The 726 people in the left column, 271 of whom were children, were gassed the same day… They had been 1300 at departure.
Daniel was one of the 574 deportees collected for roll call. The nudity, the overall shave that left the skin raw, the disinfection with cresyl, the tattoo B 3946 on his left arm quickly did away with any feeling of being human. The jailbird clothes, too small or too big, the wooden soles with leather straps, the food dish to be attached to a belt loop completed the dehumanization.
From the very first day, Daniel was put to work unloading coal wagons with his bare hands. A few days later he was assigned to the Peterson Kommando (work gang), named after its Kapo (collaborator/supervisor), to dig an enormous trench outside the camp. The Kapo was “a sadistic brute, but his assistant Hantz struck me as a better sort”.
Work began at dawn after roll call, when those present … and those who were dead in the barracks… were counted.
The work was backbreaking; those who stopped were beaten, sometimes to death. Lunch was some kind of soup, “more or less consistent and nourishing”. Despite the extremely cold Polish winter, their clothes stayed the same, and they had to dig, without gloves, using “the same miserable tools”. No Saturday, no Sunday, only Christmas Day, 1944 was a day off.
Daniel was still only 13. The work day closed at nightfall. The evening roll call was particularly galling because of the fatigue, and then on certain days, when there had been an escape attempt, they had to watch the hanging and the long agony of the wretched prisoner due to his light weight.
On January 21, 1945 under the pressure of the advancing Russian troops the camp was evacuated by the Germans.
Daniel and his brother left the Auschwitz camp with those who were still fit for work, with a blanket on their back and a loaf of bread. “Nine days of wandering, of tramping on and on, extenuated, occasionally a stretch in open wagons, from time to time strafed by allied planes that had spotted the German uniforms of our escort”. Sixty thousand deportees took to the road for what are known as “the death marches”.
On January 30, 1945 they arrived at the central camp of Mauthausen, and from there they went first to an annex camp of concrete structures, then to a second camp of wooden barracks, and finally to a third camp of tents, probably Gunskirchen, 80 kilometers [50 miles] from Mauthausen. It was a canvas camp where the deportees who should never have made it there alive were herded together, the Jews from the eastern camps, totally abandoned.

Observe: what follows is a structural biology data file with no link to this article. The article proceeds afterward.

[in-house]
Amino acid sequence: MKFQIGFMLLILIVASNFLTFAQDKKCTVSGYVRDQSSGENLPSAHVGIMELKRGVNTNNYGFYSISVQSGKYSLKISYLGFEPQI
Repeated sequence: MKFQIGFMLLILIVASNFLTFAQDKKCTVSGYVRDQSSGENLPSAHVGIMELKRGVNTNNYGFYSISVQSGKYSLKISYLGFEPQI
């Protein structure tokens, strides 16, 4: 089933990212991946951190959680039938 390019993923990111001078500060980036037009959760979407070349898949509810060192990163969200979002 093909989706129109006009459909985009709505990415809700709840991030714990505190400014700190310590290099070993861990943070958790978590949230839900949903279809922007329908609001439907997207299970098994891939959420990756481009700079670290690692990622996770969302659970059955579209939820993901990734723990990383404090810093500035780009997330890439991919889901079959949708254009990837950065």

It was at Mauthausen that Daniel turned 14, on February 19, 1945.
On the 4th or 5th of May, 1945 it was announced that it would no longer be possible to ensure rations (soup and bread); the next day the guards fled, and though the deportees were no longer guarded, they still waited another day before leaving the camp so as to avoid being shot accidentally by stray bullets.
Daniel and Henri, terribly weakened, lying on the ground among the excrement and the corpses, managed to get out. The weather was fine. They did not get far before collapsing in some cabin or attic. That is where the Americans found them.
Daniel weighed only 29 kilos [64 pounds], the weight of his bones; he crumbled, worn out by hunger, dysentery, typhus and scurvy.
His brother finally got a person with a Red Cross armband to take care of him, and he was put on a stretcher.
He lost consciousness, going into a month-long coma from which he came out amnesiac. Repatriated in short stages, he arrived in the Jura. He was with a doctor holding a letter on paper transparent enough for the writing to show through; he recognized it as his brother’s. He broke down in tears and his memory came back.
Back in Paris at the beginning of October, 1945, he was reunited with his brother and little sister. Henri had come back earlier and found their sister, thanks to her foster family, who came to the Hôtel Lutétia to check the list of those who made it back, which was posted there and updated. It was a sporadic reunion, as Henri was being treated for pleurisy in a Swiss sanatorium.
Daniel was put in a convalescent home in a château west of Paris, and the Lazare family who owned the château took care of the three of them. Daniel resumed his studies in 1946, got married at the age of 22, taking his sister in to live with them, and eventually was the father of seven. In 2017 he has 13 grandchildren.
Every year he goes to testify in the schools, and it was at the Émilie de Breteuil polyvalent high school in Montigny-le-Bretonneux that the junior (lower sixth form) vocational microtechnology class made his acquaintance.
[The French version of] this text was reread and approved by Daniel Urbejtel himself on November 16, 2017.